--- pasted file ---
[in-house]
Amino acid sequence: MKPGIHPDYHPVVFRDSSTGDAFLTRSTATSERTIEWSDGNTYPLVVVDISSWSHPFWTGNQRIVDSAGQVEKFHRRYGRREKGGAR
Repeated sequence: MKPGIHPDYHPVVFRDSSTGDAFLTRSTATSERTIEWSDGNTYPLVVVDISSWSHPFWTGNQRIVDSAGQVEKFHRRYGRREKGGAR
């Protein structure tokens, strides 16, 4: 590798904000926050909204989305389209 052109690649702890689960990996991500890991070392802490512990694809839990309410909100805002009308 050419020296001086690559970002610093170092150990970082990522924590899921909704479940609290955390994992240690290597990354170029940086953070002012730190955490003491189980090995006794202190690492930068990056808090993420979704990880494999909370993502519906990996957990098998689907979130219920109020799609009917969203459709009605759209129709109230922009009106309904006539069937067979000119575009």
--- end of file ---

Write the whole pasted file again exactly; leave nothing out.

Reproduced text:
[in-house]
Amino acid sequence: MKPGIHPDYHPVVFRDSSTGDAFLTRSTATSERTIEWSDGNTYPLVVVDISSWSHPFWTGNQRIVDSAGQVEKFHRRYGRREKGGAR
Repeated sequence: MKPGIHPDYHPVVFRDSSTGDAFLTRSTATSERTIEWSDGNTYPLVVVDISSWSHPFWTGNQRIVDSAGQVEKFHRRYGRREKGGAR
């Protein structure tokens, strides 16, 4: 590798904000926050909204989305389209 052109690649702890689960990996991500890991070392802490512990694809839990309410909100805002009308 050419020296001086690559970002610093170092150990970082990522924590899921909704479940609290955390994992240690290597990354170029940086953070002012730190955490003491189980090995006794202190690492930068990056808090993420979704990880494999909370993502519906990996957990098998689907979130219920109020799609009917969203459709009605759209129709109230922009009106309904006539069937067979000119575009």